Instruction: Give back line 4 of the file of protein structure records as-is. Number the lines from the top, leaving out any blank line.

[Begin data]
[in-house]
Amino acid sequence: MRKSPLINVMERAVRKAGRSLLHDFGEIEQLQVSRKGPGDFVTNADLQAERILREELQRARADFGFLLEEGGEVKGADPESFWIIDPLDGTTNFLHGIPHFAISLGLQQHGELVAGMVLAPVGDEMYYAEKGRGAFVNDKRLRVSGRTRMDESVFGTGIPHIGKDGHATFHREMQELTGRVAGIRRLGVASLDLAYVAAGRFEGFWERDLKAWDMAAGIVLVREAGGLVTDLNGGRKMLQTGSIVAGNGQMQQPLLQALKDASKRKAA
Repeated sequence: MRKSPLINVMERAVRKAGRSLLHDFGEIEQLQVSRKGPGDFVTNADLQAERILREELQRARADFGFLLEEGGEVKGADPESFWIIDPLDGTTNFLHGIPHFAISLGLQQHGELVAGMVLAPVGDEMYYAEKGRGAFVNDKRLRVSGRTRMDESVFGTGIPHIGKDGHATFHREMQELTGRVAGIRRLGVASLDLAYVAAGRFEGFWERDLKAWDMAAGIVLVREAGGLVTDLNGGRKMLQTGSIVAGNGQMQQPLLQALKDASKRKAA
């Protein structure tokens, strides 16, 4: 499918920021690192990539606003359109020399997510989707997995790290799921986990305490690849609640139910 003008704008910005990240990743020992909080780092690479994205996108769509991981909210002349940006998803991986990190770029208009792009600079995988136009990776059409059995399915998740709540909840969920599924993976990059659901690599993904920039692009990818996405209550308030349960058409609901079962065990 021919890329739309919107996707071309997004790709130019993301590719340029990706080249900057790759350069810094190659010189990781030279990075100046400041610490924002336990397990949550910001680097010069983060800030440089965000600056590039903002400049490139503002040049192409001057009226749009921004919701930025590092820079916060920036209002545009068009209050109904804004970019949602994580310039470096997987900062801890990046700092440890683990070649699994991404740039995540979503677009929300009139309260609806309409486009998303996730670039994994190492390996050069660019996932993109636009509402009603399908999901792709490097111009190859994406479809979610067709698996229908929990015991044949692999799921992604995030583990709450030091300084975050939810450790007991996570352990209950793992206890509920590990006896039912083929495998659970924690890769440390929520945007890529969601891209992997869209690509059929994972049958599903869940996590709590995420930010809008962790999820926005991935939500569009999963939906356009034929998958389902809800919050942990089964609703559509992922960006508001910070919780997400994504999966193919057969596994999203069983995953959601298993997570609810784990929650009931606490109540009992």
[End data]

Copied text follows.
């Protein structure tokens, strides 16, 4: 499918920021690192990539606003359109020399997510989707997995790290799921986990305490690849609640139910 003008704008910005990240990743020992909080780092690479994205996108769509991981909210002349940006998803991986990190770029208009792009600079995988136009990776059409059995399915998740709540909840969920599924993976990059659901690599993904920039692009990818996405209550308030349960058409609901079962065990 021919890329739309919107996707071309997004790709130019993301590719340029990706080249900057790759350069810094190659010189990781030279990075100046400041610490924002336990397990949550910001680097010069983060800030440089965000600056590039903002400049490139503002040049192409001057009226749009921004919701930025590092820079916060920036209002545009068009209050109904804004970019949602994580310039470096997987900062801890990046700092440890683990070649699994991404740039995540979503677009929300009139309260609806309409486009998303996730670039994994190492390996050069660019996932993109636009509402009603399908999901792709490097111009190859994406479809979610067709698996229908929990015991044949692999799921992604995030583990709450030091300084975050939810450790007991996570352990209950793992206890509920590990006896039912083929495998659970924690890769440390929520945007890529969601891209992997869209690509059929994972049958599903869940996590709590995420930010809008962790999820926005991935939500569009999963939906356009034929998958389902809800919050942990089964609703559509992922960006508001910070919780997400994504999966193919057969596994999203069983995953959601298993997570609810784990929650009931606490109540009992």